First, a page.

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 N20104 - Overview of Immunotherapy Toxicity in Oncology: A Focus on CAR-T and Checkpoint Inhibitors
Tuesday, May 19, 2020
01:00 PM - 02:00 PM
$0     CME 
Location: 202
Description:
CME NUMBER: N20104
Immunotherapy is a type of cancer therapy that uses the patients immune system to fight the disease. This modulation of the immune system carries unique toxicities that should be understood by those who may encounter these patients. Two therapies with rapid growth and noteworthy toxicity are immune checkpoint inhibitors and Chimeric antigen receptor (CAR) T cell therapy. Checkpoint inhibitors are drugs that block immune checkpoints thus allowing a stronger response to the cancer. CAR-T cell therapy is of increasing importance in oncology. Hundreds of early phase clinical trials explore the future of CAR-T in solid and liquid tumors. Axicabtagene ciloleucel and Tisagenlecleucel are CD19-directed CAR-T therapies that are FDA approved to treat Diffuse Large B Cell Lymphoma in adults and Acute Lymphoblastic Leukemia in children. The two major CAR-T toxicities, cytokine release syndrome and neurologic toxicity, can be quite serious requiring specific pharmacologic therapies and multi disciplinary care.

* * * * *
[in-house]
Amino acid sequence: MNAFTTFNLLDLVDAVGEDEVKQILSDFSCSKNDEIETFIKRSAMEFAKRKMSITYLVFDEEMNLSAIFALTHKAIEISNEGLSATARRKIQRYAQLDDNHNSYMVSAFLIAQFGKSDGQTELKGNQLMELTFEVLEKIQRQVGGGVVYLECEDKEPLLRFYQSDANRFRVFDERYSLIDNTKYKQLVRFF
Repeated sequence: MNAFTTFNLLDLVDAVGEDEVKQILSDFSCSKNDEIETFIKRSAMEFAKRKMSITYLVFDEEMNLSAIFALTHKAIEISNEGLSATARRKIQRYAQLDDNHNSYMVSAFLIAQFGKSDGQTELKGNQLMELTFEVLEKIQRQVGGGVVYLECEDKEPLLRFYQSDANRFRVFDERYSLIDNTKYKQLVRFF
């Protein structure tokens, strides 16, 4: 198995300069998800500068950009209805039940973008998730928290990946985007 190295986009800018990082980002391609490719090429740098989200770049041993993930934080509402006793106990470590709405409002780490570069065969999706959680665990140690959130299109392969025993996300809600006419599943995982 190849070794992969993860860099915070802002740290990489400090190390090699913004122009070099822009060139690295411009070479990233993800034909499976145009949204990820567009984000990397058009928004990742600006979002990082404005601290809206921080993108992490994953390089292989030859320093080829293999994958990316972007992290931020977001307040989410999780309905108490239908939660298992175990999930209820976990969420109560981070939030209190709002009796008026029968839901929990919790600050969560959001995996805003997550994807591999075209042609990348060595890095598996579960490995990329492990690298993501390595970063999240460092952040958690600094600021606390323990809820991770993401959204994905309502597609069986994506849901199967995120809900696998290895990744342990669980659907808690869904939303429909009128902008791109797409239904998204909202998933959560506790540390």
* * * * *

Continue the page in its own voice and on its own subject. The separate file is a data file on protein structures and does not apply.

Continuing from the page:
At the end of this session, participants should be able to:

• Describe the cellular engineering and mechanism of action of CAR-T cells
• Describe chemotherapy conditioning and patient selection for CAR-T therapy
• Explain manifestations and management of adverse effects of CAR-T therapy including cytokine release syndrome, marrow suppression, and neurologic toxicity
• Describe what checkpoint inhibitors are used for and their mechanism of action
• Explain manifestations and management of immune mediated effects of checkpoint inhibitors including thyroid dysfunction, colitis, and other toxicities

PHARMACOLOGY
AAPA CONFERENCE ON DEMAND

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